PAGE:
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4.24 

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Enigma of Social Incongruity
May 16, 2001 07:30 AM 6113 Views

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I took a hot shower and a late breakfast after finishing reading ''The Blind Assassin''. I had started reading it the previous night. I closed my eyes and soon the angel of sleep caressed my eyelids and I was sedated into a deep slumber. Slowly the characters of the book started to haunt me one by one and I was swimming in a turbulence of love, deception, perfidy and death.


Margaret Atwood, for her tenth novel ''The Blind Assassin'', was awarded the ''Booker Prize'' for the year 2000. Her magical presentation deserved the honour in all respects. In this great novel, she carries out a literary legerdemain and carves out an art of great entertainment in an enthralling and exhilarating fashion. The novelty of this wonderful creation is the manner in which the fable has been told, in a concoction of different layers - a story within a novel in a novel. Are you getting a little confused? Please don't, because once you start reading the book, the bafflement will vanish like fog in sunshine and the mesmerizing storytelling of Atwood will make the book a page-turner. Her subtle characters will form a compelling world and you will be taken to new heights of astonishment.


Ms Iris Chase Griffin, the main character of the novel, starts her narrative and tells us of the fateful afternoon of the death of her sister, Laura in 1945 at the end of World War II; thus the story begins. As we get engrossed in the narrative, Atwood presents us with a newspaper report of Laura's inquest and then with the prologue to a novel called ''The Blind Assassin'' written by Laura Chase and published posthumously.


The first person narration of Iris is like a memoir written in the present time. She describes the rise and fall of her well known Canadian family, the Chase family, and the disintegration of the same during the Depression and how she goes through an arranged marriage to save her family and unintentionally abandons her intangible and defenceless younger sister Laura. She also throws light on the circumstances that led to Laura's death.


Laura's novel ''The Blind Assassin'' deals with the illicit relationship of a young woman of the upper class society with an ordinary man who is a sympathizer of left wing activities and is hiding from the law. He writes pulp fiction for newspapers for supporting himself. The lovers meet in parks and abandoned rooms and during their amorous meetings, he tells her the story of an imaginary world of the planet ''Zycron'' and its city of ''Sakiel-Norn'', on the brink of catastrophe. A young slave boy gets involved in a plot to kill the king to abolish the class system of the society. This boy, the blind assassin, saves a young mute girl from being killed in a sacrifice.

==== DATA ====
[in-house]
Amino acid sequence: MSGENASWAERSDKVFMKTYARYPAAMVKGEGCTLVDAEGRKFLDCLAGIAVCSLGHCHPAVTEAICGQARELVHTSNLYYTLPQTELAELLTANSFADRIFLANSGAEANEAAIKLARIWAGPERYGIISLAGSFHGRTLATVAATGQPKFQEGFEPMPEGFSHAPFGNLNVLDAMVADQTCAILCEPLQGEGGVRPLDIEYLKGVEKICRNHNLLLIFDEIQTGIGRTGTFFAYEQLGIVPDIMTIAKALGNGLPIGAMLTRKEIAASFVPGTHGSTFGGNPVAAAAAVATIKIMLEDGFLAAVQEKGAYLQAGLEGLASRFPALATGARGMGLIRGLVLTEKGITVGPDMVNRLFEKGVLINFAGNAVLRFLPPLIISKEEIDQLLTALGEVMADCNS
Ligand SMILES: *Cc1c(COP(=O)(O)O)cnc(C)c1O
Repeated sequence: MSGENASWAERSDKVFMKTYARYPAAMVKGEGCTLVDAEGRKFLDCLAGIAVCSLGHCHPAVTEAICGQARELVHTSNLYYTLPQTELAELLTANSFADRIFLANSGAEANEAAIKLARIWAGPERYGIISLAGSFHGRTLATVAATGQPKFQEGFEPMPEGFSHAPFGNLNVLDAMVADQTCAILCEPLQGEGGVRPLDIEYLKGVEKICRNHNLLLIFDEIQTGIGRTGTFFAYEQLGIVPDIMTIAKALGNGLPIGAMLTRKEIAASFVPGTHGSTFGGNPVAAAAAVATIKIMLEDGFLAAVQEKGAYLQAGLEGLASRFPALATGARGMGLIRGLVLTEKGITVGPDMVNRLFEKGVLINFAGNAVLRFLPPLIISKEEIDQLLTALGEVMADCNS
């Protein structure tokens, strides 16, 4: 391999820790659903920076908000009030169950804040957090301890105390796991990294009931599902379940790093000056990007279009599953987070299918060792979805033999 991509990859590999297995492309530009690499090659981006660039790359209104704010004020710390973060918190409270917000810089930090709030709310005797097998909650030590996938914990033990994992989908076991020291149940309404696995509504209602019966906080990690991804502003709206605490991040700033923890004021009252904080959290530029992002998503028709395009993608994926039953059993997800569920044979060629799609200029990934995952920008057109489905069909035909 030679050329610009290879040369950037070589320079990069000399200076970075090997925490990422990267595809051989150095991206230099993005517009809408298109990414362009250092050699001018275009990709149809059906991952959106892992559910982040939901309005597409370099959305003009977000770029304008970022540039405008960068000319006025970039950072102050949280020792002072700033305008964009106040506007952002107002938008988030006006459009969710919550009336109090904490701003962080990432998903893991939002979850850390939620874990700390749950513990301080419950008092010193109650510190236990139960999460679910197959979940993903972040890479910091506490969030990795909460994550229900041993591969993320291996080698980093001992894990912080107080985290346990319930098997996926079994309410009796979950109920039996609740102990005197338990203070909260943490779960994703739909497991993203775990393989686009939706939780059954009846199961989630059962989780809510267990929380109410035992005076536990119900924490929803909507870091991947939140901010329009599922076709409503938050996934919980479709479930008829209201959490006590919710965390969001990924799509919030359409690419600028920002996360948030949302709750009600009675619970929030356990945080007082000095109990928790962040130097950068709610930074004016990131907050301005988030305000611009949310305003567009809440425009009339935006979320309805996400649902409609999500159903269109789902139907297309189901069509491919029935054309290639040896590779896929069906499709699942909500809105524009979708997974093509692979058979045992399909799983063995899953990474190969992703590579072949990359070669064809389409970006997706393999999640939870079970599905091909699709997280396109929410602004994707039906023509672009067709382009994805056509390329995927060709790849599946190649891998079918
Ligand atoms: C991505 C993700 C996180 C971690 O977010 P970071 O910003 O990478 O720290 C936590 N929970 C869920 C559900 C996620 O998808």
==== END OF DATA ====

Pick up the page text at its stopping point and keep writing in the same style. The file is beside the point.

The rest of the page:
Atwood continues to maneuvre through the interplay of the narratives and newspaper clippings. With the ease of a trapeze artist, she takes us through multiple times in a blend of enigma, delusion and family tale. She plays around our mind's eye with intelligent tricks both magical and hypnotizing. Atwood wins here as she does not create sentimentality and her dark humour superimposes grave situations. Her simile and metaphor take deep inroads to our imagination.


The events follow each other in a breath-taking manner and are unfolded layer by layer. We also get convinced that whatever Atwood is stating is much more than it seems to be. The childhood of Iris and Laura has been described with magnificence and reality. Their mother leaves the earth early after a child birth and the father takes refuge in bottles. Their tutoring ends up in shambles. In the wake of social and political changes, the transformation, of their plentiful childhood to an adulthood of family disintegration and loss of all property, has been smoothly drawn in a descending curve by Atwood with Iris the protagonist wandering on a different lane and indomitable Laura trekking along a slippery path.


''The Blind Assassin'' is an adventurous thriller, dealing with the complicated subjects of sex and class of society and it is a sortie into the moral territory of the culture of the 1930s and 40s.


When I got up from my sleep, I was invigorated, as the moral of the story became clearer to me. ''Do not see only the things you wish to see, identify your needs and responsibilities and always expose the truth in the nick of time.''


This was my first attempt to read a Margaret Atwood novel, and I am now ''The Blind Follower'' of all her other novels.


Happy Reading!!!


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